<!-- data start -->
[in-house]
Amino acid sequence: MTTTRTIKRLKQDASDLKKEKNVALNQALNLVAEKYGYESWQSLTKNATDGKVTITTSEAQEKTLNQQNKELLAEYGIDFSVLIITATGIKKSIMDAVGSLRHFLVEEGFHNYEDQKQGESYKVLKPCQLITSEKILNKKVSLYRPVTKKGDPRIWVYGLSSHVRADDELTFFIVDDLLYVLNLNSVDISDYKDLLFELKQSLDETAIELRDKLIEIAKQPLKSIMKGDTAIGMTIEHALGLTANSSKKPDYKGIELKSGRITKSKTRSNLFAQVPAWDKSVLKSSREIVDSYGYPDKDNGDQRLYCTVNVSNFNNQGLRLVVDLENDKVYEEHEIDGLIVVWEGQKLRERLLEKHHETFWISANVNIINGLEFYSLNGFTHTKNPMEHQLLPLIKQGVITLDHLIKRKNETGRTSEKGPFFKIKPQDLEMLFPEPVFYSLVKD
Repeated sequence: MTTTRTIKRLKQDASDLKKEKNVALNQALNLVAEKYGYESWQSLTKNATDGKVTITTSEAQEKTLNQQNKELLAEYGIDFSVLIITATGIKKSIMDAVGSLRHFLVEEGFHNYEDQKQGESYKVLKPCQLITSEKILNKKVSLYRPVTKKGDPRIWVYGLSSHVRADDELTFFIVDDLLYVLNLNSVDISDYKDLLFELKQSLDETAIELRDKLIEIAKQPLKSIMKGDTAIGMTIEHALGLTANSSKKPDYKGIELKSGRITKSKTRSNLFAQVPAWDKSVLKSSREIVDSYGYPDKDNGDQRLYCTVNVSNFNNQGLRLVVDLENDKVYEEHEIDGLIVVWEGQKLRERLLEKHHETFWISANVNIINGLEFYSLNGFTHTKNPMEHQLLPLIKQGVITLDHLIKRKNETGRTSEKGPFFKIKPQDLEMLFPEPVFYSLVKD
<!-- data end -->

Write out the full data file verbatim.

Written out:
[in-house]
Amino acid sequence: MTTTRTIKRLKQDASDLKKEKNVALNQALNLVAEKYGYESWQSLTKNATDGKVTITTSEAQEKTLNQQNKELLAEYGIDFSVLIITATGIKKSIMDAVGSLRHFLVEEGFHNYEDQKQGESYKVLKPCQLITSEKILNKKVSLYRPVTKKGDPRIWVYGLSSHVRADDELTFFIVDDLLYVLNLNSVDISDYKDLLFELKQSLDETAIELRDKLIEIAKQPLKSIMKGDTAIGMTIEHALGLTANSSKKPDYKGIELKSGRITKSKTRSNLFAQVPAWDKSVLKSSREIVDSYGYPDKDNGDQRLYCTVNVSNFNNQGLRLVVDLENDKVYEEHEIDGLIVVWEGQKLRERLLEKHHETFWISANVNIINGLEFYSLNGFTHTKNPMEHQLLPLIKQGVITLDHLIKRKNETGRTSEKGPFFKIKPQDLEMLFPEPVFYSLVKD
Repeated sequence: MTTTRTIKRLKQDASDLKKEKNVALNQALNLVAEKYGYESWQSLTKNATDGKVTITTSEAQEKTLNQQNKELLAEYGIDFSVLIITATGIKKSIMDAVGSLRHFLVEEGFHNYEDQKQGESYKVLKPCQLITSEKILNKKVSLYRPVTKKGDPRIWVYGLSSHVRADDELTFFIVDDLLYVLNLNSVDISDYKDLLFELKQSLDETAIELRDKLIEIAKQPLKSIMKGDTAIGMTIEHALGLTANSSKKPDYKGIELKSGRITKSKTRSNLFAQVPAWDKSVLKSSREIVDSYGYPDKDNGDQRLYCTVNVSNFNNQGLRLVVDLENDKVYEEHEIDGLIVVWEGQKLRERLLEKHHETFWISANVNIINGLEFYSLNGFTHTKNPMEHQLLPLIKQGVITLDHLIKRKNETGRTSEKGPFFKIKPQDLEMLFPEPVFYSLVKD